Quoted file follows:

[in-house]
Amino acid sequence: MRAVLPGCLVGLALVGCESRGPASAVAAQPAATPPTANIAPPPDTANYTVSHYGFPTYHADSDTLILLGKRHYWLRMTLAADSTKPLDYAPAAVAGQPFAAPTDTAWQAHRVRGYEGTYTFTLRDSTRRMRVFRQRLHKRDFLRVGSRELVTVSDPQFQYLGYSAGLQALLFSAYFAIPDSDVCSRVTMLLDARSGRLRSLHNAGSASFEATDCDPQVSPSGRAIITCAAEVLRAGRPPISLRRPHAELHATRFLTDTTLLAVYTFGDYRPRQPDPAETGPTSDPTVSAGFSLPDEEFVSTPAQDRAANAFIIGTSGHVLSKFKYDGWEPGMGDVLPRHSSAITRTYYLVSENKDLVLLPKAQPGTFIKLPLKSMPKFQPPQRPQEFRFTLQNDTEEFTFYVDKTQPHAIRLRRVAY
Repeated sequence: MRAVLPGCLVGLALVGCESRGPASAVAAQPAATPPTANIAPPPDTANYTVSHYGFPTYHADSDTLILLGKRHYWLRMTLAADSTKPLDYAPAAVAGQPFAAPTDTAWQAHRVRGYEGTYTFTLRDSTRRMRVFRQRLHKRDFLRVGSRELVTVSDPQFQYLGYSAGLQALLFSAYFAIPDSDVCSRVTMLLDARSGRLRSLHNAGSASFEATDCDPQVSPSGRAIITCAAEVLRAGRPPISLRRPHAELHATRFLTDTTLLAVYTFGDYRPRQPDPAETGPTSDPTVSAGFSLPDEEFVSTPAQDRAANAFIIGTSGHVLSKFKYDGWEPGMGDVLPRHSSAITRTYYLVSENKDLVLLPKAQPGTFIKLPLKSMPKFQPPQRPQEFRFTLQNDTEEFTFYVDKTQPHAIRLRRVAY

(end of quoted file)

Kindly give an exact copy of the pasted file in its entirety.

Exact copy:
[in-house]
Amino acid sequence: MRAVLPGCLVGLALVGCESRGPASAVAAQPAATPPTANIAPPPDTANYTVSHYGFPTYHADSDTLILLGKRHYWLRMTLAADSTKPLDYAPAAVAGQPFAAPTDTAWQAHRVRGYEGTYTFTLRDSTRRMRVFRQRLHKRDFLRVGSRELVTVSDPQFQYLGYSAGLQALLFSAYFAIPDSDVCSRVTMLLDARSGRLRSLHNAGSASFEATDCDPQVSPSGRAIITCAAEVLRAGRPPISLRRPHAELHATRFLTDTTLLAVYTFGDYRPRQPDPAETGPTSDPTVSAGFSLPDEEFVSTPAQDRAANAFIIGTSGHVLSKFKYDGWEPGMGDVLPRHSSAITRTYYLVSENKDLVLLPKAQPGTFIKLPLKSMPKFQPPQRPQEFRFTLQNDTEEFTFYVDKTQPHAIRLRRVAY
Repeated sequence: MRAVLPGCLVGLALVGCESRGPASAVAAQPAATPPTANIAPPPDTANYTVSHYGFPTYHADSDTLILLGKRHYWLRMTLAADSTKPLDYAPAAVAGQPFAAPTDTAWQAHRVRGYEGTYTFTLRDSTRRMRVFRQRLHKRDFLRVGSRELVTVSDPQFQYLGYSAGLQALLFSAYFAIPDSDVCSRVTMLLDARSGRLRSLHNAGSASFEATDCDPQVSPSGRAIITCAAEVLRAGRPPISLRRPHAELHATRFLTDTTLLAVYTFGDYRPRQPDPAETGPTSDPTVSAGFSLPDEEFVSTPAQDRAANAFIIGTSGHVLSKFKYDGWEPGMGDVLPRHSSAITRTYYLVSENKDLVLLPKAQPGTFIKLPLKSMPKFQPPQRPQEFRFTLQNDTEEFTFYVDKTQPHAIRLRRVAY